Google has removed 22 malicious crypto wallet extensions from the Chrome extension store. These extensions were impersonating bitcoin wallets like Ledger and MetaMask. This follows the removal of 49 other malicious extensions last month.
The security firm, Sophos reported on the 50 removed Google Chrome extensions. They further reported on the additional 22 extensions on their news website, Naked Security. According to the article, Harry Denny, a security researcher at MyCrypto identified the extensions in a blog post. They were subsequently removed by Google.
According to Denley, the malicious extensions were advertised as being affiliates of MyEtherWallet, Trezor, Electrum, Ledger and Metamask. Each extension created a user experience that duped users into believing that they were using their existing wallet extensions. As a result, users inputted their private keys and mnemonic phrases, which gave the extension creators the ability to steal all funds from their wallets.
This method of phishing appears to be commonplace now. Extension creators are impersonating wallets like Ledger, KeepKey, MetaMask, and Jaxx. Google has been responsive in the removal of the fake extensions, according to Denley. Furthermore, Google created new rules.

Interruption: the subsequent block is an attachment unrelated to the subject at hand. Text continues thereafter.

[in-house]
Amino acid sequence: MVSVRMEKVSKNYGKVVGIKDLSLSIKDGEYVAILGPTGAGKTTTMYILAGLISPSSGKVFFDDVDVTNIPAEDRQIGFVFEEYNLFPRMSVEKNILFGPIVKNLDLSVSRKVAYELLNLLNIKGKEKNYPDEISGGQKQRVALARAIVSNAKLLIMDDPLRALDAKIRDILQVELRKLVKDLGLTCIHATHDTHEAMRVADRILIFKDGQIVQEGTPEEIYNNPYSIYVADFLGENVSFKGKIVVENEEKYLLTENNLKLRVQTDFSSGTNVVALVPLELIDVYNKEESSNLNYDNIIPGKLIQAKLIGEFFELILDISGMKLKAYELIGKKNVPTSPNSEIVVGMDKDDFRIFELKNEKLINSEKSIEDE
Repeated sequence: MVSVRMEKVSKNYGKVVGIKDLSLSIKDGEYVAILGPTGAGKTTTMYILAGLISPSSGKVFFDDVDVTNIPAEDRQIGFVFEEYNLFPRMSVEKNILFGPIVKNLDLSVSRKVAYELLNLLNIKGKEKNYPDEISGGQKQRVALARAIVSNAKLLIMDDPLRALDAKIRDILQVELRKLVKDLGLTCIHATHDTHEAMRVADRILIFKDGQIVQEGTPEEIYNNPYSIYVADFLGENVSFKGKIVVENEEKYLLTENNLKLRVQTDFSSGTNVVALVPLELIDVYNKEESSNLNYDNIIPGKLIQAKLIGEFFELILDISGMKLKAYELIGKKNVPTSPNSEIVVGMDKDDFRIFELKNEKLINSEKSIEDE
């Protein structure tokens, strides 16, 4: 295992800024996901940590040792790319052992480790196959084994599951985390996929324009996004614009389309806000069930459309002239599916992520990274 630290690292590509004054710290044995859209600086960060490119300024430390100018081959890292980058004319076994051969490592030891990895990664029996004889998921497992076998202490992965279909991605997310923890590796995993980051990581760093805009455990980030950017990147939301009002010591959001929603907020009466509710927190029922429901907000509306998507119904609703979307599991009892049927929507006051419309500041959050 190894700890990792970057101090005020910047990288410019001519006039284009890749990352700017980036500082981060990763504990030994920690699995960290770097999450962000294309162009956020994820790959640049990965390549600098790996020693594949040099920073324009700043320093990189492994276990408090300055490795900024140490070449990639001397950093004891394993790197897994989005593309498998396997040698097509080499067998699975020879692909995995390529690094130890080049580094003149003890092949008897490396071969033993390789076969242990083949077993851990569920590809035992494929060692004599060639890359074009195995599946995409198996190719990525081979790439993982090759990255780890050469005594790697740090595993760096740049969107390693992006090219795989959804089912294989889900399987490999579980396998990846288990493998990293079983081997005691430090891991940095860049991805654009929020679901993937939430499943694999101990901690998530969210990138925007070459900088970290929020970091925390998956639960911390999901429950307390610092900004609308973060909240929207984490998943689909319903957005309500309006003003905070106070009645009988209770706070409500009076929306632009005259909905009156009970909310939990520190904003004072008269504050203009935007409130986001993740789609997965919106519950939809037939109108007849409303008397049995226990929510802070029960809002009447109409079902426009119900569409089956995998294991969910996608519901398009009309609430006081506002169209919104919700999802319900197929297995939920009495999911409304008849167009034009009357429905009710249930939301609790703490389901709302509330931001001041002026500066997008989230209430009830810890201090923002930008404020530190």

The rules announcement in the Chrome Web Store stated:
We want to ensure that the path of a user discovering an extension from the Chrome Web Store is clear and informative and not muddled with copycats, misleading functionalities or fake reviews and ratings.Google Chrome Web Store
In other words, Google is now prohibiting extension developers from publishing multiple extensions that appear to have the same functionality. Developers are also prohibited from uploading extensions that are designed only to launch other apps or extensions. This policy will become active on August 27, 2020.
It appears that the problem is in the way that Google reviews each new uploaded extension. This is magnified by the sheer volume of extensions being uploaded, and the number of users per extension. It’s likely, therefore, that Google may take stricter measures on how it approves new Chrome extensions.
In order to minimize being duped by malicious, fake software wallets on Chrome, you can take the following steps:
- Limit the number of browser extensions you do install
- Read reviews and feedback prior to installing a Chrome (or other browser) extension
- Check how quickly the extension developer typically responds to inquiries
- Review app permissions in Chrome by going to Settings > Extensions > Details
Dennis Consorte has an appetite for news and information about cryptocurrencies, blockchain, IoT, fintech, adtech, martech and other technologies. He also has over 20 years’ experience in digital marketing and content strategy.
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